I’ve mentioned before how much my mom and I love books about French women. We were discussing this quote by Coco Chanel “Before you leave the house, look in the mirror and remove one accessory.” Great advice, right? I love simplicity, and it’s hard to beat the stye credibility of Coco Chanel, but it’s actually not a universal rule. (This post isn’t about fashion, I promise, just hang in there for my point!) I have known some friends who would do well to keep that quote in mind, while others (including me) could stand to ADD at least one more accessory before leaving the house. As my mom and I were discussing this point, I realized that it applies across the board to some many areas of life.
I have read several child training books and blogs through the years. Some emphasize creating clear boundaries, others emphasize expressing lots of grace, some are against spanking, some are for it, some are for schedules and “crying it out,” others are for “attachment parenting.” No matter which book or blog I have read, I have always been able to find someone who doesn’t agree with that philosophy, and will loudly trumpet why their method is the only right way. The thing is, for me, my personality tends towards wanting rules and checklists, so I can veer more towards demanding complete obedience in an effort to control. So books about parenting with grace are really eye-opening to me. David tends to give lots of grace and isn’t as consistent in discipline, so he isn’t as affected by those books as I am. I think it’s because this is an area that I need balance in.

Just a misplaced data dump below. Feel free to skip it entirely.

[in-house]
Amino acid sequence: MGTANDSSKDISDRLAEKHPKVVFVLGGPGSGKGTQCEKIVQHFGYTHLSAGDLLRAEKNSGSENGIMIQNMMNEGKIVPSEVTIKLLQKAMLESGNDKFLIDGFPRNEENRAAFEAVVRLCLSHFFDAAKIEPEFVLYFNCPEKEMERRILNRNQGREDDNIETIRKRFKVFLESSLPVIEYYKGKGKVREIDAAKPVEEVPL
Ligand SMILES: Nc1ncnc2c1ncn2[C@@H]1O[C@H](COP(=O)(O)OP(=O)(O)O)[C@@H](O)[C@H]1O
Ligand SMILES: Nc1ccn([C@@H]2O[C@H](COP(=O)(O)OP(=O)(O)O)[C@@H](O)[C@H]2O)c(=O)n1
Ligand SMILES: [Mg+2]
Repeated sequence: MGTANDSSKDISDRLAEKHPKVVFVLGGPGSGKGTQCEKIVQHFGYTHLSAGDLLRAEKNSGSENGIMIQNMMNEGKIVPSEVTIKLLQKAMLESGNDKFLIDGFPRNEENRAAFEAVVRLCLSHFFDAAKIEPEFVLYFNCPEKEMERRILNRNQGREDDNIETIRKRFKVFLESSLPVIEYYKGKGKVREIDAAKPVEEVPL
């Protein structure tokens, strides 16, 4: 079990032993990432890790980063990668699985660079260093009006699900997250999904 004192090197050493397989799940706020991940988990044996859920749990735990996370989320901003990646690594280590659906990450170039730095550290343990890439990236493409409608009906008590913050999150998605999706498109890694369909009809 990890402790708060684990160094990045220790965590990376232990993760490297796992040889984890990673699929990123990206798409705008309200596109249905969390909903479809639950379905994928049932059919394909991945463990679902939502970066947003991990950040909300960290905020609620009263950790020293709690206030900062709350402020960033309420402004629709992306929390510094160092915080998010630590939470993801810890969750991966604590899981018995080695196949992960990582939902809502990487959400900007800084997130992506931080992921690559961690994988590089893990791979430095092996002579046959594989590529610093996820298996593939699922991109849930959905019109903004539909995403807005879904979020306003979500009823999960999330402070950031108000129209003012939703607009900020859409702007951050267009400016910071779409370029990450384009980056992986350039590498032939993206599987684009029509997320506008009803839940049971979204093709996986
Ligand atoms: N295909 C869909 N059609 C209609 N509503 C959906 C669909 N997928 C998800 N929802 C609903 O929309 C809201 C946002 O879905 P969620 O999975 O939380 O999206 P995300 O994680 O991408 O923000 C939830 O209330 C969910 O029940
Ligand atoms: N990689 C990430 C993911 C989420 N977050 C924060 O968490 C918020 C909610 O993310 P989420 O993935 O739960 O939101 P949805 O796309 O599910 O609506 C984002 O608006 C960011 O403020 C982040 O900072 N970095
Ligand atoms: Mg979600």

At the root, I think it is tremendously important to understanding our natural tendencies on issues. Recognizing that I tend toward strict discipline helps me see that I need to inject grace into my mothering. Recognizing that my fashion style has been minimalist helps me see that I can add more fun to my outfits. Knowing myself helps me in finding balance in my life.
There have been several blog posts floating around this past year about “mommy guilt.” Most of them assure moms that they are doing just fine – that it’s okay for your kids to watch tv longer than the 2 hour limit, that it’s okay to bottlefeed, etc. Those posts are good and encouraging for some of us that tend to try to overachieve, but then I read a post that questioned all those “you’re okay, mom” posts. It essentially questioned if all “mommy guilt” was really bad. The writer made the point that you SHOULD feel convicted when you are lazy, but not guilty just because of comparison. She made a good point, but what actually struck me was that not all moms need to hear the same message. Some of us do need to relax our expectations. Some of us need to step up and stop making excuses. In every case, we all need to recognize where we are and then respond to that rather than responding to what reinforces our natural propensities. Let’s stop listening to those “preaching to the choir” and instead look closely at where we really are at.
So, here’s to a year of finding balance, seeing where we are, and balancing our natural impulses with wisdom. Here’s to adding an accessory or taking one away!
Does any of this resonate with you? Do you find yourself searching out things to validate you point or that challenge your natural tendencies?